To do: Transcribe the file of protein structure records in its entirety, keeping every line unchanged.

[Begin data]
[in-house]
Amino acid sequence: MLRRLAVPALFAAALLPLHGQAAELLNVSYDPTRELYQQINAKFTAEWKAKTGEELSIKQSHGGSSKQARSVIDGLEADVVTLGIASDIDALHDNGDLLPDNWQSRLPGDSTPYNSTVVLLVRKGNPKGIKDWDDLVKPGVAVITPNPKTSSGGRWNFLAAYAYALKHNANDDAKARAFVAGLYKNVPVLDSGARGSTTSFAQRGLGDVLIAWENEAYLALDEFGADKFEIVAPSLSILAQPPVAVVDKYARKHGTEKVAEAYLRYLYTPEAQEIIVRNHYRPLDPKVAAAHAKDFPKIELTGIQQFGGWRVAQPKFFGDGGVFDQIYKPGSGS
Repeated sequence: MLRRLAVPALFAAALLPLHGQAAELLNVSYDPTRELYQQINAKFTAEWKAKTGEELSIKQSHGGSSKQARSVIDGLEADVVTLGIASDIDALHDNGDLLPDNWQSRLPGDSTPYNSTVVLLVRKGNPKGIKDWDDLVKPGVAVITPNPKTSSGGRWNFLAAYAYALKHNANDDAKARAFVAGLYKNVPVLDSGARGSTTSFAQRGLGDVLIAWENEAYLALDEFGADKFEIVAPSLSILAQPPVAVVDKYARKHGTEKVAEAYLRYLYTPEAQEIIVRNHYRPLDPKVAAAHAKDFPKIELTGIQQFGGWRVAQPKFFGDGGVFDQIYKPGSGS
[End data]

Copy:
[in-house]
Amino acid sequence: MLRRLAVPALFAAALLPLHGQAAELLNVSYDPTRELYQQINAKFTAEWKAKTGEELSIKQSHGGSSKQARSVIDGLEADVVTLGIASDIDALHDNGDLLPDNWQSRLPGDSTPYNSTVVLLVRKGNPKGIKDWDDLVKPGVAVITPNPKTSSGGRWNFLAAYAYALKHNANDDAKARAFVAGLYKNVPVLDSGARGSTTSFAQRGLGDVLIAWENEAYLALDEFGADKFEIVAPSLSILAQPPVAVVDKYARKHGTEKVAEAYLRYLYTPEAQEIIVRNHYRPLDPKVAAAHAKDFPKIELTGIQQFGGWRVAQPKFFGDGGVFDQIYKPGSGS
Repeated sequence: MLRRLAVPALFAAALLPLHGQAAELLNVSYDPTRELYQQINAKFTAEWKAKTGEELSIKQSHGGSSKQARSVIDGLEADVVTLGIASDIDALHDNGDLLPDNWQSRLPGDSTPYNSTVVLLVRKGNPKGIKDWDDLVKPGVAVITPNPKTSSGGRWNFLAAYAYALKHNANDDAKARAFVAGLYKNVPVLDSGARGSTTSFAQRGLGDVLIAWENEAYLALDEFGADKFEIVAPSLSILAQPPVAVVDKYARKHGTEKVAEAYLRYLYTPEAQEIIVRNHYRPLDPKVAAAHAKDFPKIELTGIQQFGGWRVAQPKFFGDGGVFDQIYKPGSGS